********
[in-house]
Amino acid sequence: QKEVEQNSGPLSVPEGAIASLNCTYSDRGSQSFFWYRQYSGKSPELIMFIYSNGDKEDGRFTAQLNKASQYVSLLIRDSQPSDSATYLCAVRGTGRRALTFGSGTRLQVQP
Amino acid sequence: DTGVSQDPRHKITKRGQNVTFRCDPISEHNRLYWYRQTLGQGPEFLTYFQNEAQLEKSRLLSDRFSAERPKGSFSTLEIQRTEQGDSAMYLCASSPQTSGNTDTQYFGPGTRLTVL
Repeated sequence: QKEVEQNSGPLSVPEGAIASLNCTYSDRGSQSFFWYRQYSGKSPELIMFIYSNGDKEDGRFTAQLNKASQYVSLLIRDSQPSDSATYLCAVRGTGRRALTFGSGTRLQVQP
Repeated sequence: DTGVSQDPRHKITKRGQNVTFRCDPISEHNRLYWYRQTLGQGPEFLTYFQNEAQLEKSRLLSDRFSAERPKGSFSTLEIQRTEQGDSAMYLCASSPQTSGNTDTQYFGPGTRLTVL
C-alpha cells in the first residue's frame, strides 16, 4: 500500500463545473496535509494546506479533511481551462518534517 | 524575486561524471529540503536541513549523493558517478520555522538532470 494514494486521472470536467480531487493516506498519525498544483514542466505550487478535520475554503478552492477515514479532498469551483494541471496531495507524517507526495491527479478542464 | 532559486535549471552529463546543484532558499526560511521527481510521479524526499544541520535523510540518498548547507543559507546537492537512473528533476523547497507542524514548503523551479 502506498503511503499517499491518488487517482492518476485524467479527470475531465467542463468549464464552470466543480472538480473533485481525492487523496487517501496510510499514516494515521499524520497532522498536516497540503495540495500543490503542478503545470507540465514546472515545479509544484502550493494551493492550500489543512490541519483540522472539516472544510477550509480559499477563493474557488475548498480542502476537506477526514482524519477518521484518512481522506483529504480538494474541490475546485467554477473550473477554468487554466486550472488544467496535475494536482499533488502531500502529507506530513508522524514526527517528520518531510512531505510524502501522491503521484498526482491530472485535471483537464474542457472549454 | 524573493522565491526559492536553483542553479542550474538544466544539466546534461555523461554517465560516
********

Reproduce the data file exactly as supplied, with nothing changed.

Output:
[in-house]
Amino acid sequence: QKEVEQNSGPLSVPEGAIASLNCTYSDRGSQSFFWYRQYSGKSPELIMFIYSNGDKEDGRFTAQLNKASQYVSLLIRDSQPSDSATYLCAVRGTGRRALTFGSGTRLQVQP
Amino acid sequence: DTGVSQDPRHKITKRGQNVTFRCDPISEHNRLYWYRQTLGQGPEFLTYFQNEAQLEKSRLLSDRFSAERPKGSFSTLEIQRTEQGDSAMYLCASSPQTSGNTDTQYFGPGTRLTVL
Repeated sequence: QKEVEQNSGPLSVPEGAIASLNCTYSDRGSQSFFWYRQYSGKSPELIMFIYSNGDKEDGRFTAQLNKASQYVSLLIRDSQPSDSATYLCAVRGTGRRALTFGSGTRLQVQP
Repeated sequence: DTGVSQDPRHKITKRGQNVTFRCDPISEHNRLYWYRQTLGQGPEFLTYFQNEAQLEKSRLLSDRFSAERPKGSFSTLEIQRTEQGDSAMYLCASSPQTSGNTDTQYFGPGTRLTVL
C-alpha cells in the first residue's frame, strides 16, 4: 500500500463545473496535509494546506479533511481551462518534517 | 524575486561524471529540503536541513549523493558517478520555522538532470 494514494486521472470536467480531487493516506498519525498544483514542466505550487478535520475554503478552492477515514479532498469551483494541471496531495507524517507526495491527479478542464 | 532559486535549471552529463546543484532558499526560511521527481510521479524526499544541520535523510540518498548547507543559507546537492537512473528533476523547497507542524514548503523551479 502506498503511503499517499491518488487517482492518476485524467479527470475531465467542463468549464464552470466543480472538480473533485481525492487523496487517501496510510499514516494515521499524520497532522498536516497540503495540495500543490503542478503545470507540465514546472515545479509544484502550493494551493492550500489543512490541519483540522472539516472544510477550509480559499477563493474557488475548498480542502476537506477526514482524519477518521484518512481522506483529504480538494474541490475546485467554477473550473477554468487554466486550472488544467496535475494536482499533488502531500502529507506530513508522524514526527517528520518531510512531505510524502501522491503521484498526482491530472485535471483537464474542457472549454 | 524573493522565491526559492536553483542553479542550474538544466544539466546534461555523461554517465560516